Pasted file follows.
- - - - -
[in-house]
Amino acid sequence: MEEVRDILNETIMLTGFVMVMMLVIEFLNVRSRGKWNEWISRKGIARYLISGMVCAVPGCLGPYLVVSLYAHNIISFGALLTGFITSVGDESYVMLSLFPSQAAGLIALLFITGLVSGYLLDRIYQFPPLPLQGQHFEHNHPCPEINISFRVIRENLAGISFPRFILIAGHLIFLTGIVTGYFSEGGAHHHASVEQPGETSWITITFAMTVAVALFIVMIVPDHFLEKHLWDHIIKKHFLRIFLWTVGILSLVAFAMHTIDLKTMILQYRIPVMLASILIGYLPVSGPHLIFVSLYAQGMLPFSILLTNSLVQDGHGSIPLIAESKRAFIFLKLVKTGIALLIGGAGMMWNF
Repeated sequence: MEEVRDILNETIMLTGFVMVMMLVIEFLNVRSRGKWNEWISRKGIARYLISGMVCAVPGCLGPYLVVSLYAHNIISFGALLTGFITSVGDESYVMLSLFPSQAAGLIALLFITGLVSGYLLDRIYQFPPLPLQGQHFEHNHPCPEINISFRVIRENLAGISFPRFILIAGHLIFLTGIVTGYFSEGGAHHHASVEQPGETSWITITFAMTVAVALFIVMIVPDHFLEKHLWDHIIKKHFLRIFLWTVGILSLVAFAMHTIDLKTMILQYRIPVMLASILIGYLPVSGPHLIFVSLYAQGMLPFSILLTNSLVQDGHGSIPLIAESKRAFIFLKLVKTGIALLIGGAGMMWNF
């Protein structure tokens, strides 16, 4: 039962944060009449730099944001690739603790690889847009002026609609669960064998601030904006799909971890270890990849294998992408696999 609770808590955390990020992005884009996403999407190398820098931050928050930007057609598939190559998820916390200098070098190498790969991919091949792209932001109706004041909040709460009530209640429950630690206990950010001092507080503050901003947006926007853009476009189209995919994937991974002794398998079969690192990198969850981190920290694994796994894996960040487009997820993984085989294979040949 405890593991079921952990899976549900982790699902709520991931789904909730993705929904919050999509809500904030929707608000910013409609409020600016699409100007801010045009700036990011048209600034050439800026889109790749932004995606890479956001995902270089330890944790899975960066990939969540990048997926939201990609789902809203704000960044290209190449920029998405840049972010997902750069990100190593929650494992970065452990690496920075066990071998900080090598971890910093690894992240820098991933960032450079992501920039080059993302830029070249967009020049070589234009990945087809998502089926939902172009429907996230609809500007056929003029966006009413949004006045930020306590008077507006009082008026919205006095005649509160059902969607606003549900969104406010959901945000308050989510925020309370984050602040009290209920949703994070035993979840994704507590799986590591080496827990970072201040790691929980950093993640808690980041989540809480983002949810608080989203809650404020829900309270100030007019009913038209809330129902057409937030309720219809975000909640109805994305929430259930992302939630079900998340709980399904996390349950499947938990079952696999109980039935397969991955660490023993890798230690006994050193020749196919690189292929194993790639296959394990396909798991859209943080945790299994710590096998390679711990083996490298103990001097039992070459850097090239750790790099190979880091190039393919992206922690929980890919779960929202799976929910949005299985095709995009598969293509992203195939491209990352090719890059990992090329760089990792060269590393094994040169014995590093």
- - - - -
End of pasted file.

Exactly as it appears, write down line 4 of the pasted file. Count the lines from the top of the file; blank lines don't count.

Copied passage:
């Protein structure tokens, strides 16, 4: 039962944060009449730099944001690739603790690889847009002026609609669960064998601030904006799909971890270890990849294998992408696999 609770808590955390990020992005884009996403999407190398820098931050928050930007057609598939190559998820916390200098070098190498790969991919091949792209932001109706004041909040709460009530209640429950630690206990950010001092507080503050901003947006926007853009476009189209995919994937991974002794398998079969690192990198969850981190920290694994796994894996960040487009997820993984085989294979040949 405890593991079921952990899976549900982790699902709520991931789904909730993705929904919050999509809500904030929707608000910013409609409020600016699409100007801010045009700036990011048209600034050439800026889109790749932004995606890479956001995902270089330890944790899975960066990939969540990048997926939201990609789902809203704000960044290209190449920029998405840049972010997902750069990100190593929650494992970065452990690496920075066990071998900080090598971890910093690894992240820098991933960032450079992501920039080059993302830029070249967009020049070589234009990945087809998502089926939902172009429907996230609809500007056929003029966006009413949004006045930020306590008077507006009082008026919205006095005649509160059902969607606003549900969104406010959901945000308050989510925020309370984050602040009290209920949703994070035993979840994704507590799986590591080496827990970072201040790691929980950093993640808690980041989540809480983002949810608080989203809650404020829900309270100030007019009913038209809330129902057409937030309720219809975000909640109805994305929430259930992302939630079900998340709980399904996390349950499947938990079952696999109980039935397969991955660490023993890798230690006994050193020749196919690189292929194993790639296959394990396909798991859209943080945790299994710590096998390679711990083996490298103990001097039992070459850097090239750790790099190979880091190039393919992206922690929980890919779960929202799976929910949005299985095709995009598969293509992203195939491209990352090719890059990992090329760089990792060269590393094994040169014995590093």